Archetypes in Frankenstein

In this article you will learn about the archetypes in Frankenstein by Mary Shelley, the classic gothic horror novel containing various archetypes commonly seen in literature throughout the ages.

What are the Archetypes in Frankenstein?

The central character of Victor Frankenstein embodies both the archetypal mad scientist, obsessed with knowledge and achieving his ends through scientific means oblivious to the potential cost, and also the archetypal tragic hero, who’s fatal flaw (his arrogant obsession with creation through science) ultimately leads to his own tragic downfall and that of those around him.

Victor possesses heroic qualities but his flaws mean he is unable to put these to good use and ends up causing tragedy. Victor’s story is of the archetypal fight of good vs evil (creator vs monster) ultimately leading to the fall and tragedy of the central hero of the story.

In Elizabeth Laverna Shelley creates the archetypal innocent damsel in distress, the embodiment of beauty, truthfulness and purity who is doomed because of the actions of the man she loves and trusts.

The monster is an archetypal villain and outcast, shunned by society because of his differences who, motivated by resentment and anger, sets out to achieve vengeance through evil means despite being good at heart and desperate to be loved.

In Henry Clerval we see the archetypal sidekick, one who brings humour and joy into Victor’s life through his light-hearted approach and love of life. He brings light into the darkness of the story through his love of beauty and viewing of the world as wondrous.

In Alphonse Shelley combines the archetypal father and mother figures into one, providing both a mentoring and guiding father figure alongside a nurturing and practical mother figure who nurses Victor back to health when he is sick.

Frankenstein Book Summary

  • Robert Walton tells the reader of meeting Victor Frankenstein in the Arctic, having earlier witnessed a strange giant figure crossing the landscape.
  • Victor tells Walton of his childhood, his mother’s death and his love for Elizabeth Lavenza.
  • While at University Victor, already interested in science, becomes obsessed.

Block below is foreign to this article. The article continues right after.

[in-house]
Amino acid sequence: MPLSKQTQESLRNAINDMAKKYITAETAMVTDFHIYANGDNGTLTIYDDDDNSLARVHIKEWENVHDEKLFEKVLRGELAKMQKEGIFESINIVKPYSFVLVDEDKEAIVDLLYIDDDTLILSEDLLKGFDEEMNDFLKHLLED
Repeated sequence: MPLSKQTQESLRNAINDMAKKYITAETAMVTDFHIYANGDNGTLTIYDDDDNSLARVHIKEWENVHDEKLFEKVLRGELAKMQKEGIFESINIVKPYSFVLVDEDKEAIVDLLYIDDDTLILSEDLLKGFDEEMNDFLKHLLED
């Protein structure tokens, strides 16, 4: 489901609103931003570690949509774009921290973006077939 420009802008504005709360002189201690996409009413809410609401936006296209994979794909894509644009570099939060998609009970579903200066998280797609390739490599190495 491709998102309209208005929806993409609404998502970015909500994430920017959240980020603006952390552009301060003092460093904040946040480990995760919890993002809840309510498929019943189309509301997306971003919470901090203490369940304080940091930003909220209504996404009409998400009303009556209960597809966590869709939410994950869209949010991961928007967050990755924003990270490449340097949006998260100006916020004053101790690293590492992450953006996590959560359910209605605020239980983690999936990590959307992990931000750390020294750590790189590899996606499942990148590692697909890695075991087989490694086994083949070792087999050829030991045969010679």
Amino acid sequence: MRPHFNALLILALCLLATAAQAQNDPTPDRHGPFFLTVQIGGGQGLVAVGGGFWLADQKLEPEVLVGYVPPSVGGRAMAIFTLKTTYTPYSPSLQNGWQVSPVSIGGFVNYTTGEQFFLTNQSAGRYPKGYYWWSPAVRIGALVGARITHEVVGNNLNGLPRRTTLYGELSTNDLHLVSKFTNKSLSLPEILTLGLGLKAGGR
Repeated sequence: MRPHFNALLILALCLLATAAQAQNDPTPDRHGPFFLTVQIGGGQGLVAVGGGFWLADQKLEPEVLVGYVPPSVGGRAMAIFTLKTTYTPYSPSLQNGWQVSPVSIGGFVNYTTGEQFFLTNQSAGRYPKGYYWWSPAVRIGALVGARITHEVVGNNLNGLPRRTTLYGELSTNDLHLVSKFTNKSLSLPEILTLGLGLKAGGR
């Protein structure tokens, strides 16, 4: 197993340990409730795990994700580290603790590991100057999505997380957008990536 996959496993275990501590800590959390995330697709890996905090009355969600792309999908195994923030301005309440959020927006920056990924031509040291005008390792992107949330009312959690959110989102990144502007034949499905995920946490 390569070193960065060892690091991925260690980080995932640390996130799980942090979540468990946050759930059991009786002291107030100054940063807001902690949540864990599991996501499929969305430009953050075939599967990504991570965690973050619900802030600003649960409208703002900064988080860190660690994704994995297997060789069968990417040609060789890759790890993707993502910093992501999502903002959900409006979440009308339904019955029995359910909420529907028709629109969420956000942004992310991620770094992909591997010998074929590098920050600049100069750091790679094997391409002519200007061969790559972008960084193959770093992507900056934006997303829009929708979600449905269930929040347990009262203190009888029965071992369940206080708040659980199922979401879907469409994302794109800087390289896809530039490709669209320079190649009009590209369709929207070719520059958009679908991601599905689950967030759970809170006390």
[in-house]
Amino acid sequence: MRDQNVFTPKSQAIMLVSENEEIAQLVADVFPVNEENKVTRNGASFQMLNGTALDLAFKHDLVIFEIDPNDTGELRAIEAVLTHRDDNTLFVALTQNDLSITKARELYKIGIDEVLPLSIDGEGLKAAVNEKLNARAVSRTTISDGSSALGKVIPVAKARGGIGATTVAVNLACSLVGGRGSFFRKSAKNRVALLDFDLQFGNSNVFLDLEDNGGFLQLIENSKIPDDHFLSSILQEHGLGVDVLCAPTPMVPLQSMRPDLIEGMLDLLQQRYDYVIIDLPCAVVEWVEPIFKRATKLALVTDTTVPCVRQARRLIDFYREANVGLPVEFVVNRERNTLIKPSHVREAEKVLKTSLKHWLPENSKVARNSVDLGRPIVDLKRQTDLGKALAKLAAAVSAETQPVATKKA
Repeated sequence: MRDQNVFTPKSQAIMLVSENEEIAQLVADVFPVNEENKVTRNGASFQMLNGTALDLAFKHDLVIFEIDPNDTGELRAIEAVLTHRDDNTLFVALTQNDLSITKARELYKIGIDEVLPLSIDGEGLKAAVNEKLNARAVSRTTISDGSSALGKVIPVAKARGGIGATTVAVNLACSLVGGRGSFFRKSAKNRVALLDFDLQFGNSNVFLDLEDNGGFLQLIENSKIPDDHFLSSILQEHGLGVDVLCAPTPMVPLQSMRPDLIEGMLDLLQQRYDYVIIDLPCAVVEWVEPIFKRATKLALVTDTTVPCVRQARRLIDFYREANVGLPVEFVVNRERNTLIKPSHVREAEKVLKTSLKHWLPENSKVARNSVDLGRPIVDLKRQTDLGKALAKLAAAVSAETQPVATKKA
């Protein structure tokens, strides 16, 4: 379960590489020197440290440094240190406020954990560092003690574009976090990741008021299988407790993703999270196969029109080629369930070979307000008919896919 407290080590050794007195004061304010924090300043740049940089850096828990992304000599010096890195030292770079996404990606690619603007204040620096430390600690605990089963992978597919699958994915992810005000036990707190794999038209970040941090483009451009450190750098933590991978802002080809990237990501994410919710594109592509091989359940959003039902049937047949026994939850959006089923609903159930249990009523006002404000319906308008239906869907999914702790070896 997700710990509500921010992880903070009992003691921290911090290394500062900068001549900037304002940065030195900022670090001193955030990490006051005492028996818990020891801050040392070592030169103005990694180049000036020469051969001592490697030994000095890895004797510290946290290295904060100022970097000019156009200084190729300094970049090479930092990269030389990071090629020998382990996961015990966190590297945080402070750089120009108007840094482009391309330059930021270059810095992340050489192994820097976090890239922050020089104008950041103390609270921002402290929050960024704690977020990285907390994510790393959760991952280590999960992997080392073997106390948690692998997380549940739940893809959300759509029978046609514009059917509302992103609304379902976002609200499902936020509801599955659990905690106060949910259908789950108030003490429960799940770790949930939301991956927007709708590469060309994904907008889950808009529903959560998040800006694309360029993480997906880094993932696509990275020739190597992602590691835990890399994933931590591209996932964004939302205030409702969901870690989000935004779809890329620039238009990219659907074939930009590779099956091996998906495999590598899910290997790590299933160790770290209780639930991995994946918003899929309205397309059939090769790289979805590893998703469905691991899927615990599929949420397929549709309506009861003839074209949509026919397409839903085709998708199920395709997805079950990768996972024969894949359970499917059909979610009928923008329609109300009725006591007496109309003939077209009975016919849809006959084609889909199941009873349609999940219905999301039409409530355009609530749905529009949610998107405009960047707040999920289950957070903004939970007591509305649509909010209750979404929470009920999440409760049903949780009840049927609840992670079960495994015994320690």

• Fuelled by his mother’s death, he creates a monster using parts of dead bodies and gives it life but, disgusted by his creation, immediately abandons it.
  • Victor’s brother William is murdered and the family servant Justine is executed for the crime despite her innocence.
  • Victor believes his creation, the Monster, to blame having seen him at the scene.
  • He meets the monster, who tells him how he has spent his time surviving and becoming educated.
  • The Monster asks Victor to admit responsibility for the things he has done, to show him sympathy and create him a female companion so he is not so alone. Victor agrees.
  • Victor begins construction in the Orkneys but destroys his creation part way through, realising the consequences of what he is doing.
  • The Monster has followed Victor and is furious, killing Victor’s best friend Henry in revenge.
  • Victor marries Elizabeth but the Monster kills her too.
  • Victor vows to kill the Monster but dies tracking him down in the Arctic.
  • The Monster, still miserable about his condition and the death of his creator, disappears and it is assumed he dies.

Frankenstein Archetype Examples

  • Tragic hero
  • Mad Scientist
  • Innocent
  • Damsel in distress
  • Villain
  • Outcast
  • Sidekick
  • Father figure
  • Mother figure
  • Good vs Evil
  • The fall
  • The tragedy

Want more literary archetypes?

Go check out our extensive list of archetypes in literature to find out more about the characters seen in literature throughout the ages.

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